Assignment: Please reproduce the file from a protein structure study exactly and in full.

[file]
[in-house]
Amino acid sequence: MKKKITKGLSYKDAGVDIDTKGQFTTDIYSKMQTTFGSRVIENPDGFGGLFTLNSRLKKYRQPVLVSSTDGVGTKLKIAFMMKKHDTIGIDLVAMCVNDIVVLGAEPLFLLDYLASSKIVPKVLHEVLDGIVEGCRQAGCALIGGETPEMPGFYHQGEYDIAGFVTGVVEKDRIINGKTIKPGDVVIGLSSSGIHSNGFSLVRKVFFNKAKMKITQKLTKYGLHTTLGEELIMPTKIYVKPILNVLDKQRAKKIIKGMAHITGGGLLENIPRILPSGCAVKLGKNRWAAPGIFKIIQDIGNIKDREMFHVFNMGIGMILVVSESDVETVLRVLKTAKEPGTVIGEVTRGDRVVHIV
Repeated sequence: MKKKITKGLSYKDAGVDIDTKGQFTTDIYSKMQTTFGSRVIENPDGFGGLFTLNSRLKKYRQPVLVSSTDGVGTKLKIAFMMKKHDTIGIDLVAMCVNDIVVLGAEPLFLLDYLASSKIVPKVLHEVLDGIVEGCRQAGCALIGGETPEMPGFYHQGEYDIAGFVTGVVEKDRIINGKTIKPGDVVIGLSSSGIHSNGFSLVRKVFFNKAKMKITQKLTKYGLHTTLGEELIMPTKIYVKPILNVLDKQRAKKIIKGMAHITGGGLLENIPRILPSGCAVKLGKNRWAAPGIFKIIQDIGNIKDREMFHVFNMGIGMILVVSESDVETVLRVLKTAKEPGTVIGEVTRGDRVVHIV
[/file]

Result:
[in-house]
Amino acid sequence: MKKKITKGLSYKDAGVDIDTKGQFTTDIYSKMQTTFGSRVIENPDGFGGLFTLNSRLKKYRQPVLVSSTDGVGTKLKIAFMMKKHDTIGIDLVAMCVNDIVVLGAEPLFLLDYLASSKIVPKVLHEVLDGIVEGCRQAGCALIGGETPEMPGFYHQGEYDIAGFVTGVVEKDRIINGKTIKPGDVVIGLSSSGIHSNGFSLVRKVFFNKAKMKITQKLTKYGLHTTLGEELIMPTKIYVKPILNVLDKQRAKKIIKGMAHITGGGLLENIPRILPSGCAVKLGKNRWAAPGIFKIIQDIGNIKDREMFHVFNMGIGMILVVSESDVETVLRVLKTAKEPGTVIGEVTRGDRVVHIV
Repeated sequence: MKKKITKGLSYKDAGVDIDTKGQFTTDIYSKMQTTFGSRVIENPDGFGGLFTLNSRLKKYRQPVLVSSTDGVGTKLKIAFMMKKHDTIGIDLVAMCVNDIVVLGAEPLFLLDYLASSKIVPKVLHEVLDGIVEGCRQAGCALIGGETPEMPGFYHQGEYDIAGFVTGVVEKDRIINGKTIKPGDVVIGLSSSGIHSNGFSLVRKVFFNKAKMKITQKLTKYGLHTTLGEELIMPTKIYVKPILNVLDKQRAKKIIKGMAHITGGGLLENIPRILPSGCAVKLGKNRWAAPGIFKIIQDIGNIKDREMFHVFNMGIGMILVVSESDVETVLRVLKTAKEPGTVIGEVTRGDRVVHIV